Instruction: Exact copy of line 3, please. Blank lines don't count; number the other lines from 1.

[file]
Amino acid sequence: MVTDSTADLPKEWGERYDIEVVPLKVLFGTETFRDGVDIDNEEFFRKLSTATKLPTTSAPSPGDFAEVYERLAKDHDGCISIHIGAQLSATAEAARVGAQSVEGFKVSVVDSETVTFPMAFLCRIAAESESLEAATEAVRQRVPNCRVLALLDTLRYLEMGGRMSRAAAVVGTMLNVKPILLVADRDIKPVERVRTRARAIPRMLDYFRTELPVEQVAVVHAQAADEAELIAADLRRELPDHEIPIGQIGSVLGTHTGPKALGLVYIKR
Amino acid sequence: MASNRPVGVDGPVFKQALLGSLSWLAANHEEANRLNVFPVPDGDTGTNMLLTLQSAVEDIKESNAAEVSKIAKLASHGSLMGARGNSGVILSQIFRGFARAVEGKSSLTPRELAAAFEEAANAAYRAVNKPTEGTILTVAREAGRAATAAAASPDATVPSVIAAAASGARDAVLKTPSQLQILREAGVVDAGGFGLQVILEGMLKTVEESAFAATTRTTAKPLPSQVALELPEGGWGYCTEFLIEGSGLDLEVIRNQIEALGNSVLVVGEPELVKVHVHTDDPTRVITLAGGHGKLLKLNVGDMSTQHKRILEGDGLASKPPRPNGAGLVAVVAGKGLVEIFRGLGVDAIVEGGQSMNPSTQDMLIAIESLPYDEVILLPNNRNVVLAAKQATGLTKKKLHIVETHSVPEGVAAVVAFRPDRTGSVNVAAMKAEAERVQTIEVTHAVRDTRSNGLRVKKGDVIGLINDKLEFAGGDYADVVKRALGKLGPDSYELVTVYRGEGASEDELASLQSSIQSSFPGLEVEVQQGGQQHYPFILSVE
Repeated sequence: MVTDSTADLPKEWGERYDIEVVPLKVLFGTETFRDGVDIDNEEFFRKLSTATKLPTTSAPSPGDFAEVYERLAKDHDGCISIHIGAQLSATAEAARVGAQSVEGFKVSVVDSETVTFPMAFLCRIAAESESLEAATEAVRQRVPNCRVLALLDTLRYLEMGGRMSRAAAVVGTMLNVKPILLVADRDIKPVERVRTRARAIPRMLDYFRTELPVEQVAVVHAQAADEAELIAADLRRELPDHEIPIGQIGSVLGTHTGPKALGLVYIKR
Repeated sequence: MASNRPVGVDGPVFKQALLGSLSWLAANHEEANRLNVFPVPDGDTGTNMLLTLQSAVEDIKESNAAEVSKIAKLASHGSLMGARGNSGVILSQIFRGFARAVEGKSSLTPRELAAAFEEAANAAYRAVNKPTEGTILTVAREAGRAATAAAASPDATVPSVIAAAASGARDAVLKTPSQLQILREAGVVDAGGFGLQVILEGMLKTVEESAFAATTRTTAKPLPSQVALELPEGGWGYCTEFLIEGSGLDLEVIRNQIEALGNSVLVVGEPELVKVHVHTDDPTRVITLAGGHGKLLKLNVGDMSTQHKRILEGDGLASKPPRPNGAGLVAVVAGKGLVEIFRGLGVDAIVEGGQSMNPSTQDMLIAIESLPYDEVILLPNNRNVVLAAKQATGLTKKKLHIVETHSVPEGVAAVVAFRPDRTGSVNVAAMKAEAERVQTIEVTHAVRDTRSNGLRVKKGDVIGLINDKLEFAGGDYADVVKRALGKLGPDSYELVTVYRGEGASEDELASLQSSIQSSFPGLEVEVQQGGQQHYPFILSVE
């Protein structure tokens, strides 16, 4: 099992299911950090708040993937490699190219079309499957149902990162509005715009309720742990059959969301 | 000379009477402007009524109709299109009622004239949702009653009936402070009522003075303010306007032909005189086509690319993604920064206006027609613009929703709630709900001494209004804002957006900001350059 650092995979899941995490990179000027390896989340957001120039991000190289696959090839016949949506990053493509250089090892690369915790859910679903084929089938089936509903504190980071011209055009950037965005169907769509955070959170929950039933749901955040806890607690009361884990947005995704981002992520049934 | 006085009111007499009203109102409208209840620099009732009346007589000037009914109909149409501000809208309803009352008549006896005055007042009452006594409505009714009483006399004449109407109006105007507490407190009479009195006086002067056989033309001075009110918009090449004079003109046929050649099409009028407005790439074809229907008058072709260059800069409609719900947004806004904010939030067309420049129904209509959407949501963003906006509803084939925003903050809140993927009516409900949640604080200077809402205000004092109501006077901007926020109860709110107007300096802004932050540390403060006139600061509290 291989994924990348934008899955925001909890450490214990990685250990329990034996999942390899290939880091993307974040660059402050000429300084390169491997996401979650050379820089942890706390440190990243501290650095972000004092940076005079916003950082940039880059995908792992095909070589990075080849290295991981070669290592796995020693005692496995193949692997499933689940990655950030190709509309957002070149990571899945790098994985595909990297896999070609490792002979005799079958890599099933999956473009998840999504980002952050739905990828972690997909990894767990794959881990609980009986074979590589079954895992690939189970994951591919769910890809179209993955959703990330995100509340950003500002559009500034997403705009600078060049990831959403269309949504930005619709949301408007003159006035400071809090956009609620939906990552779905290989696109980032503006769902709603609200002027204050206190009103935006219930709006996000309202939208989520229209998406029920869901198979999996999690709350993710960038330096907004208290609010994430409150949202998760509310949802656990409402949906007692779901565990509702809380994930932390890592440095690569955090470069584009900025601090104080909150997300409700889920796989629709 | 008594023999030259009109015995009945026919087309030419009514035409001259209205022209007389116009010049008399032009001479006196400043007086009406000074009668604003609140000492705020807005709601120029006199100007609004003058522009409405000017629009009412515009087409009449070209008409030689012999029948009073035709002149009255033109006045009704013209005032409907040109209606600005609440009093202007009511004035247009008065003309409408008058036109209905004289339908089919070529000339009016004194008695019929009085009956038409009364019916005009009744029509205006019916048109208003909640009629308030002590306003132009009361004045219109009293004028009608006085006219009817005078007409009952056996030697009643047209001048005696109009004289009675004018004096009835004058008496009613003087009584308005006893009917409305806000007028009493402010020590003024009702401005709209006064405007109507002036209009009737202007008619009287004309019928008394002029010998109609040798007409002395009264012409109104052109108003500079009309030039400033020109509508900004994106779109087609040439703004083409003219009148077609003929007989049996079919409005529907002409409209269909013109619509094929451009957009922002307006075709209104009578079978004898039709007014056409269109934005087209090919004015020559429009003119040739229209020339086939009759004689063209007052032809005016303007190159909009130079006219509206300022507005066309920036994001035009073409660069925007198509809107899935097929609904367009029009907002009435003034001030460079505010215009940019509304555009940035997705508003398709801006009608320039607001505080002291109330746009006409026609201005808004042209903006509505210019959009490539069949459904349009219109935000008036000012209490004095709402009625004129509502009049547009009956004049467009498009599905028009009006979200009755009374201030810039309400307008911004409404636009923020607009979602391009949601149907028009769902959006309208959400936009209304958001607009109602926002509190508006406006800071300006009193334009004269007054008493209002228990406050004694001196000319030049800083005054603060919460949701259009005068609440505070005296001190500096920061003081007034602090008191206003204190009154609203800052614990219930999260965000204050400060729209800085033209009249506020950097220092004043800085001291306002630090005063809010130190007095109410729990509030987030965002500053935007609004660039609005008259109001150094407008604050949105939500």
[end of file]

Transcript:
Repeated sequence: MVTDSTADLPKEWGERYDIEVVPLKVLFGTETFRDGVDIDNEEFFRKLSTATKLPTTSAPSPGDFAEVYERLAKDHDGCISIHIGAQLSATAEAARVGAQSVEGFKVSVVDSETVTFPMAFLCRIAAESESLEAATEAVRQRVPNCRVLALLDTLRYLEMGGRMSRAAAVVGTMLNVKPILLVADRDIKPVERVRTRARAIPRMLDYFRTELPVEQVAVVHAQAADEAELIAADLRRELPDHEIPIGQIGSVLGTHTGPKALGLVYIKR